PG-13 for language and, um...murder? It gets a little graphic at times, but not in a way that could be consider exploitative. I suppose that some political ideologies are questioned. It just so happens that a lot of it aligns with my own personal politics, which makes me feel like it isn't that bad. But for all I know, people might be fuming about the commentary in this movie. Whatever. I think there's an f-bomb in here somewhere. I remember pointing it out for a PG-13 movie, but I'm also deliriously tired so I could have dreamt the whole thing.
DIRECTOR: Rian Johnson
I'm kicking my own butt now. I loved writing every day. There's a meme hanging in my classroom of the soda fountain being poured with two buttons depressed simultaneously. Now that I've taken all of the fun out of it with that description, I have to add that, in Impact font, it says "Writers feeling stressed not having written" and "Writers feeling stressed writing". I think it might work better as a visual thing, but I've decided that I like the stress that comes with writing more than the stress that comes with not writing. Like Frozen II, I watched this one a while ago. I was actually semi-sorta pleased with how Frozen II came out, despite the fact that I had seen it so long ago. Let's hope that Knives Out does the same thing and, also, that I learn my lesson about procrastinating about writing.
I AM GOING BACK INTO STRESSING THAT THIS WHOLE THING IS ONE GIANT SPOILER. Murder mysteries suck when they are spoiled. While I stopped doing spoiler alerts because it is part of the conceit of the whole blog, this one might make people a little mad if they haven't seen the movie yet.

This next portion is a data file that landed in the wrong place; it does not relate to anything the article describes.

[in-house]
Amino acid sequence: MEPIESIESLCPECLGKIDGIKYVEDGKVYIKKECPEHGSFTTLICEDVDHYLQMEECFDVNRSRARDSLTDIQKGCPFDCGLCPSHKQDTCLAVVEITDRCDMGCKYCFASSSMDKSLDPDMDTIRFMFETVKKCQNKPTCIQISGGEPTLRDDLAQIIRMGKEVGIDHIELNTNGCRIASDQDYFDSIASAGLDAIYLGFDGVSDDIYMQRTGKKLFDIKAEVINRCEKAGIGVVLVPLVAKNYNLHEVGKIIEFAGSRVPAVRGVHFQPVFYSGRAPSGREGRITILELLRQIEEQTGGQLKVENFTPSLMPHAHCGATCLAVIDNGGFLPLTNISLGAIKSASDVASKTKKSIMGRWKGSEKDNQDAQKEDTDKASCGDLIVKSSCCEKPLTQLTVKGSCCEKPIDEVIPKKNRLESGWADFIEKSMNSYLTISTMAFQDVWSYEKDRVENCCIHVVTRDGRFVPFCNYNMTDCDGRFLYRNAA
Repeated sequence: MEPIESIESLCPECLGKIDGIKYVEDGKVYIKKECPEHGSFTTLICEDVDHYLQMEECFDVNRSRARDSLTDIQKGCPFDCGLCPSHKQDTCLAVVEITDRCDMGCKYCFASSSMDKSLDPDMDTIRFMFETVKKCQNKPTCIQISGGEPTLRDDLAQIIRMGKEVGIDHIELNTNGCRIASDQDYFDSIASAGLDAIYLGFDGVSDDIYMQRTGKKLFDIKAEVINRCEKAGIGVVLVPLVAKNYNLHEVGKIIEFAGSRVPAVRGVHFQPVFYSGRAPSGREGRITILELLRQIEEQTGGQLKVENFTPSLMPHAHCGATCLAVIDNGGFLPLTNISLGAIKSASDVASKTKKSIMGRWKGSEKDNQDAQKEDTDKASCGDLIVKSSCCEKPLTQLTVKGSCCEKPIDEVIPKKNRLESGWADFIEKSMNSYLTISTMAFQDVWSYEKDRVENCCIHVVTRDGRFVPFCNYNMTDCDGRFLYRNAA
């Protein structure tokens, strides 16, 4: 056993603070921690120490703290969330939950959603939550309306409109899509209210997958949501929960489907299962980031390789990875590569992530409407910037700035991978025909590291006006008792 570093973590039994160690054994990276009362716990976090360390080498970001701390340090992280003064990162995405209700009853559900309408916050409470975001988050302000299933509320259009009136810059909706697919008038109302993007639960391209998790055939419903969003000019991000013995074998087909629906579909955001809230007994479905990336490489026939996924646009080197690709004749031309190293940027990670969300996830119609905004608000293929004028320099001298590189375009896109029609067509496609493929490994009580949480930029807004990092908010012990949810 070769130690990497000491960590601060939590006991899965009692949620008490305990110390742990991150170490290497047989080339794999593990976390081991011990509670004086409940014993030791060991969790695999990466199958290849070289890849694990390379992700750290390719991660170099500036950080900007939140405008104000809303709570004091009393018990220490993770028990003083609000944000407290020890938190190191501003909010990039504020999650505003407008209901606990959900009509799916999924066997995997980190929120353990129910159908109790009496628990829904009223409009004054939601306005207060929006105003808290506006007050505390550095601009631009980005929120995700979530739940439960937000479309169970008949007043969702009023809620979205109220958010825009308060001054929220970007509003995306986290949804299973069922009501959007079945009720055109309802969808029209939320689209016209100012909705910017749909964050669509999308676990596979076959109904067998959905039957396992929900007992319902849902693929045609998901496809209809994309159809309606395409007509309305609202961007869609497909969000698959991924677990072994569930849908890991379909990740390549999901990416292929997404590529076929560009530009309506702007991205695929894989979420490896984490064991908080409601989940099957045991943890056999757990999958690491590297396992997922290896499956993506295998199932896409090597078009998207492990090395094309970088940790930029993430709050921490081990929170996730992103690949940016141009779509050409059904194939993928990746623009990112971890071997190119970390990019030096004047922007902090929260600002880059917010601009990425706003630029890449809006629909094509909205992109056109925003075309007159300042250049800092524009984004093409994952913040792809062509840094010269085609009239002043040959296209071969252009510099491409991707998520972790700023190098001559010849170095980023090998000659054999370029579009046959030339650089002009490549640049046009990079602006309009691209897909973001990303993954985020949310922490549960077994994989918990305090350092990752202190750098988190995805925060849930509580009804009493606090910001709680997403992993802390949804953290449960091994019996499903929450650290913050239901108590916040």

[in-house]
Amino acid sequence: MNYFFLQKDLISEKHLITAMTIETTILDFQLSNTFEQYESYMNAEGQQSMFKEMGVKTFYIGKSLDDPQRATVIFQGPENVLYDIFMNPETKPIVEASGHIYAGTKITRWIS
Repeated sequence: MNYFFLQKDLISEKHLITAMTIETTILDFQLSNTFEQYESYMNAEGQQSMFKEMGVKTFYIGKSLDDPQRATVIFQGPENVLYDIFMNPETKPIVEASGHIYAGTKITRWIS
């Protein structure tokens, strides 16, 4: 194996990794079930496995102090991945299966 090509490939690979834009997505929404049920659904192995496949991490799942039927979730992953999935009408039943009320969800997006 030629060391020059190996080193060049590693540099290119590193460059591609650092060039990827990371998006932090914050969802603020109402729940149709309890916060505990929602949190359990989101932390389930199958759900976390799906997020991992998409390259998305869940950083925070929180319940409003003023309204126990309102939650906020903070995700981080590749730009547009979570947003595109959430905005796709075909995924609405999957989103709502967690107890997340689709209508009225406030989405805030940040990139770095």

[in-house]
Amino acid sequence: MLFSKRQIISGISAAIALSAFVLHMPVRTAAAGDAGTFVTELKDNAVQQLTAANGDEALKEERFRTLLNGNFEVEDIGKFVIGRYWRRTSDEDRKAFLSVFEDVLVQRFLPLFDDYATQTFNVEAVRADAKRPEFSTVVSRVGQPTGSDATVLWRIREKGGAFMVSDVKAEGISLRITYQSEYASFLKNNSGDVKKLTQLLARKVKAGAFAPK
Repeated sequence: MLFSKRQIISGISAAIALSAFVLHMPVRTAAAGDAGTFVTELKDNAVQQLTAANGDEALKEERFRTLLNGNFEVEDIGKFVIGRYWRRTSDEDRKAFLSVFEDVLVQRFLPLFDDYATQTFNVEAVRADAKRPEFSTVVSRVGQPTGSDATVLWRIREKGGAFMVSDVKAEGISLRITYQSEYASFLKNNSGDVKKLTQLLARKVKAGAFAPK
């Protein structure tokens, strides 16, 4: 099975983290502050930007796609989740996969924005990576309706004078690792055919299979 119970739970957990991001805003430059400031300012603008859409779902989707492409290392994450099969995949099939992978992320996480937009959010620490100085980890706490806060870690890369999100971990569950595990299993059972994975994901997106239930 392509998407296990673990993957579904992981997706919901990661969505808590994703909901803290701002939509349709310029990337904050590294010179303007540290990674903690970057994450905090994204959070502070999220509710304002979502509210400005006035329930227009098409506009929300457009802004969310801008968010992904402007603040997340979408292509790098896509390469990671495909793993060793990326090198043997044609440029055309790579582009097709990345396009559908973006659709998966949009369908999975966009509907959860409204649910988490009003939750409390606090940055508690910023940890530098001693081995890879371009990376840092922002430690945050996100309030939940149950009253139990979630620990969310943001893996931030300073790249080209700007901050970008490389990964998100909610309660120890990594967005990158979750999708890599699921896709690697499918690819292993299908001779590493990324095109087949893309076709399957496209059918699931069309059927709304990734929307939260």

Rian Johnson might just be a great alternative mystery director. I've come around on The Last Jedi. It's still a very imperfect movie for me, but I'm no longer really obsessed with Star Wars. (All that being said, I just asked my wife if we could go see it on Friday.) It's hard to distance the fact that Rian Johnson has since made one of the biggest movies of the decade, but I can't stop thinking of him as the guy who made Brick. For those people who haven't seen Brick, it takes many of the elements of the film noir detective mystery and grafts those elements onto a contemporary high school setting. In terms of lighting and color, Brick looks like a contemporary film. But the language and the narrative are plucked right out of an R-rated Maltese Falcon. It's a little pretentious to be claiming that Brick changed your life, but I find myself recommending that movie more than I ever thought I would. Mind you, I also recommend it to people and they come back claiming that they absolutely hated it. But Johnson shows a passion for this genre / subgenre that I didn't really get out of his other outings. I liked Looper and I now kinda sorta dig Last Jedi, but it really feels like Rian Johnson might be a nerd for the murder mystery with a skew.
I say that his murder mystery has a little bit of a turn because that's what the genre really needs. I'm forbidden about writing publicly regarding a movie that is coming out soon, but I noticed that certain genres really need to defy conventions to draw attention to themselves anymore. Traditional murder mysteries, which I suppose are now labeled "suspense" or "thrillers", are very fun but often forgettable. But movies like Sleuth tend to be disappearing from cinemas. The gimmick from Knives Out is that, by all of its trappings, it claims to be one of these murder mysteries from yesteryear. But watching the movie, the structure of the film is very off-kilter. Murder mysteries present elements that we see in Knives Out. We have a very public murder where many suspects have the opportunity and motive to commit the crime. We have unreliable narrators and characters who all have an alibi to why they couldn't have done it. We have a detective who is far more clever than any other character in the story. I'll even go as far as to say that aesthetically, the movie looks like an old-timey murder mystery. There were times early in the film where I thought that this movie might actually be a remake of Sleuth itself, with the large house and the victim being a famous mystery writer.